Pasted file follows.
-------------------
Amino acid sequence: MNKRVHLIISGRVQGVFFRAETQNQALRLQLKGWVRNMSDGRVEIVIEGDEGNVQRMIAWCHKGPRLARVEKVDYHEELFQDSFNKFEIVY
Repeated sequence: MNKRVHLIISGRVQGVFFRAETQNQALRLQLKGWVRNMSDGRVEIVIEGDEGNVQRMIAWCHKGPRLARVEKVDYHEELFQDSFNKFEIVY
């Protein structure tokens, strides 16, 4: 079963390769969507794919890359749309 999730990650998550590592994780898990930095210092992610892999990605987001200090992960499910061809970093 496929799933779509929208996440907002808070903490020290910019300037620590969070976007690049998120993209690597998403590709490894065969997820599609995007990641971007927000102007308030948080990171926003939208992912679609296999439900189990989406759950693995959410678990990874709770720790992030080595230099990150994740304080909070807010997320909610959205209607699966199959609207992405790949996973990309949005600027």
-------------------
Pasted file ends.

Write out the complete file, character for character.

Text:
Amino acid sequence: MNKRVHLIISGRVQGVFFRAETQNQALRLQLKGWVRNMSDGRVEIVIEGDEGNVQRMIAWCHKGPRLARVEKVDYHEELFQDSFNKFEIVY
Repeated sequence: MNKRVHLIISGRVQGVFFRAETQNQALRLQLKGWVRNMSDGRVEIVIEGDEGNVQRMIAWCHKGPRLARVEKVDYHEELFQDSFNKFEIVY
């Protein structure tokens, strides 16, 4: 079963390769969507794919890359749309 999730990650998550590592994780898990930095210092992610892999990605987001200090992960499910061809970093 496929799933779509929208996440907002808070903490020290910019300037620590969070976007690049998120993209690597998403590709490894065969997820599609995007990641971007927000102007308030948080990171926003939208992912679609296999439900189990989406759950693995959410678990990874709770720790992030080595230099990150994740304080909070807010997320909610959205209607699966199959609207992405790949996973990309949005600027």